Back in 1970, Edwin Starr released a recording of the song “War.” The notable lyrics, “war/what is it good for/ absolutely nothing,” have been quoted often in the 40 years since. However, contrary to Starr’s lines, it turns out there may be one thing that war is indeed good for: the stock market.
The first 100 days or so into our new president’s administration have brought mounting tensions with foreign rivals, and in some cases even with longtime allies. The Syrian missile strike in early April is the most notable example of foreign strains actually coming to a head, but there has also been a lot of saber rattling with North Korea, China, Russia, Mexico and even some tough talk with the prime minister of Australia.
This may be a brash new approach to foreign policy that ultimately reestablishes a global position of strength for our country. It could also backfire and lead to a need for protracted, costly and damaging military action. Time will tell. However, many are concerned about the geopolitical outlook and the subsequent impact on the economy and capital markets.
A few years ago, in 2013, as the U.S. was on the brink of a potential military conflict with Syria, we did a study to see how stock market returns fared during periods of war. Clients were calling us, nervous about what impact military action could have on their investments. After all, the stock market hates uncertainty, and it seems logical that geopolitical uncertainty would cause stock market uncertainty as well.
We studied all major wars since 1926, which is the inception of reliable data on the stock and bond markets. We included World War II, the Korean War, the Vietnam War, and the Gulf War. We excluded the Iraq War, as that coincided with a major economic boom and bust that had nothing to do with the nation’s involvement in the war.
What we found is that stocks have historically outperformed their long-run averages during periods of war. Bonds have underperformed.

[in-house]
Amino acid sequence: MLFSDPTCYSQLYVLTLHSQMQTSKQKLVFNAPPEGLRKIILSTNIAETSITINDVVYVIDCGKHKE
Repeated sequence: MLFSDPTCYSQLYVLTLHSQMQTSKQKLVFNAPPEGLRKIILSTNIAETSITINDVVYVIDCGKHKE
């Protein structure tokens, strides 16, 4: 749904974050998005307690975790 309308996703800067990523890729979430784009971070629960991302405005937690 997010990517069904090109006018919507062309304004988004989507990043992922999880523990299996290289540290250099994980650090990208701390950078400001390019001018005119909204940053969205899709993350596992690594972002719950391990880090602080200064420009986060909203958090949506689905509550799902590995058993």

Compared with the full period we studied, between 1926 and 2013, stocks earned 1.4 percent more annually during periods of war. Small-cap stocks earned 2.2 percent more annually. This is surprising, as riskier market segments, such as small-cap stocks, generally underperform during periods of market volatility.
However, despite what seems intuitive, war times have not been periods of increased market volatility. In fact, while stock market returns were higher during periods of war, risk was actually significantly lower. Annual stock market volatility was roughly 7 percentage points lower for both large-cap and small-cap stocks during wars than over the entire period we studied.
During each wartime we looked at, except the Gulf War, volatility was much lower than over the full market history. Capital market returns during the Gulf War were different from during other periods of war. First, this war was very short, spanning less than a full year. Also, this period coincided with an oil price spike, perhaps partially because of the war, that helped push the U. S. economy into a brief recession. The idea of recession during wartime was fairly new, and reflected the changing U.S. economy. During previous wars, the economy was more exposed to capital goods and natural resources, which experienced greater demand to feed the war. However, by the 1990s, the economy had shifted away from heavy industry and toward the current “knowledge-based” economy. Thus, military demand had less of an impact on economic growth.